…not completely dissimilar to another author’s itemised loved women whom he calls World Muses (a book called World Muses I happen to be concurrently real-time reviewing here alongside this anthology.) This story is the narration of a sort of black and female Jonathan Coe called Desi, at first a seeming mainstream literary comedy, that later disarmingly touches absurdism, not surrealism. A work that morphs itself just as easily as the Schilz, if it does it here more linearly. Also morphing easily like the deer girls in the Knoll, the dear girl here being ten year old Alice, daughter of Balthazar, a girl who can easily speak like a chipmunk needing exorcism… Balthazar seems to me to be a sort of Boris Johnson amid a world of idiosyncratically described restaurants and travelling to Spain and Portugal along with Alice and Desi, Desi and he being a dubious pair of sexually incompatible exes (cf the cross-stitch earlier in this book) with not a thought for Brexit or colour bars — and his morphing into a carapace of bloodied pulpy hearts seems thus appropriate, if not absurd at all. I laughed myself silly. Especially at the end when morphing became existential. Bear Bear, et al.

    “Somewhere molecules had shifted.”

  5. “People swirled around but I could only hear my heartbeat, my shallow breaths,…” as quoted from the previous story as its female protagonist heard about her rival in love, a lady in a van, a nomad, a bag woman almost (cf Alan Bennett’s lady in a van) – and you will know I have made that dive back into the morphing dance of the Okojie when you now read about the new protagonist in the next work, a Tolmie novelette; this lowest caste’s lady’s van is now a stairway to kip and shit on, a stairway spiralling if not swirling through an 18 floored palace, if I recall my reading of it just now…

    THE DANCER ON THE STAIRS by Sarah Tolmie

    “It is a curious and terrible space, the stairway.”

    Somehow positivised by medicinal statins, Prevostán and Yestril, eventually to allow her to be promoted from this stairway, the vanguard of being appropriated into the language of the protocol dance and eventually carried forth to a destiny of marriage and childbirth, because of her fortuitously having a similar deficiency to that of a prince. Sigils, tribes, honour debts, slaves, vendettas, contract prices, money sweepers, and much more, I let this sometimes frustrating, relentless, new-conceptual-universe-of-reality-terminology-obsessive text positively permeate me with its own dance of language, an eventual transcendence of its own need for a reader of a high caste of comprehension into one where a sigil-free osmosis or sigil-bond occurs as between you the reader and what you are reading, clearing the clogging crichtén cholesterol out from the ondié spaces between the lines. And you feel you understand it all eventually with a satisfying swirl of revelation. A skein of ownership like that over the woman’s head on the cover.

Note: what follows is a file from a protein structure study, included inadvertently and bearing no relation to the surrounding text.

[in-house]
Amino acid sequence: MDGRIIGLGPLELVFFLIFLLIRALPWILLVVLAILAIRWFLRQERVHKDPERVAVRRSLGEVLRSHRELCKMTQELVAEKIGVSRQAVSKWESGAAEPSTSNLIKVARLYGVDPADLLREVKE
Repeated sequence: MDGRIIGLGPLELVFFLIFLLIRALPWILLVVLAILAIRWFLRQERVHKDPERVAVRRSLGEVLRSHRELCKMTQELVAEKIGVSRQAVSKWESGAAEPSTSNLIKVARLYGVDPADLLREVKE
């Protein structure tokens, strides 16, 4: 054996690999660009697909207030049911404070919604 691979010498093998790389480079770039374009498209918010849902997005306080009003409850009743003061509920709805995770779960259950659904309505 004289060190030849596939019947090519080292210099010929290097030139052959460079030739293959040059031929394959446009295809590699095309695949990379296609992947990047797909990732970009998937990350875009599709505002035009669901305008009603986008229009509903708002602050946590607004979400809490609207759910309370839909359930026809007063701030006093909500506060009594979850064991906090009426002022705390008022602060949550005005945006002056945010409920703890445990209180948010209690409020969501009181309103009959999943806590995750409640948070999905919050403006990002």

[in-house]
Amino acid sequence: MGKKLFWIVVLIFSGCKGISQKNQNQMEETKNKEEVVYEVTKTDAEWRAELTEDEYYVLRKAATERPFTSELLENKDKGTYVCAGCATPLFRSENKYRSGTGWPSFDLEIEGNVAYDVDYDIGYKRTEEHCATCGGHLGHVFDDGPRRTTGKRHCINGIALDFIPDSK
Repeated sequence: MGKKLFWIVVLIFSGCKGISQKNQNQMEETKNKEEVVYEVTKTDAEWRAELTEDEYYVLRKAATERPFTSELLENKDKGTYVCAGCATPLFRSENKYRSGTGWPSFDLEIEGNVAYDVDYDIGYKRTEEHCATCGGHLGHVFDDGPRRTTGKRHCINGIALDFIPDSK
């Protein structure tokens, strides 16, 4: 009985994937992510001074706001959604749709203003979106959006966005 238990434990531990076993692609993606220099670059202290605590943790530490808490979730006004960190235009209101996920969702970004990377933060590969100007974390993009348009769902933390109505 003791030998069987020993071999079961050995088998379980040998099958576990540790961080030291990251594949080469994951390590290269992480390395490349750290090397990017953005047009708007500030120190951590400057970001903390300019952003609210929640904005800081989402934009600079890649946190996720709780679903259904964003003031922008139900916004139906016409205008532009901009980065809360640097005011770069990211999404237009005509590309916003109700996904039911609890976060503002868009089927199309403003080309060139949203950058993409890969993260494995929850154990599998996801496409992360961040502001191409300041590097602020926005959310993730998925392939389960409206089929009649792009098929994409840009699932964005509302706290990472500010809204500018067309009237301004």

6. I WAS A TEENAGE WEREWOLF by Dale Bailey

    “The crime did not conform to what we many of us believed about lycanthropy.”

    There is something angular about gymnastics and geometry, if not algebra and jigsaw puzzles. Letter jacket or leather? We are asked to gestalt as reader, if gestalt can be used as a verb. On one level a well-written horror story, an essay with subtitles forming an investigation into a well-characterised community’s whodunnit, who the werewolf among us at the college? The one who easily morphs? The one who gnaws and deguts others among us during the full moon? On another level, the climatic, inevitable prom reminds us of the levels got through in the Tolmie story to the protocol dance. The honour debts. Sovereign or slave? The castes of age as well as professional standing. Those others over us. The cover as one of this story’s “elaborate coiffures.” “We danced like the twelve princesses in the tale.” A very effective, eventually engulfing reading experience. Especially in the context of this book so far.

  7. IN THE RUINS OF MOHENJO-DARO by Usman T. Malik

    “Tell us one thing about the site you normally wouldn’t tell visitors.”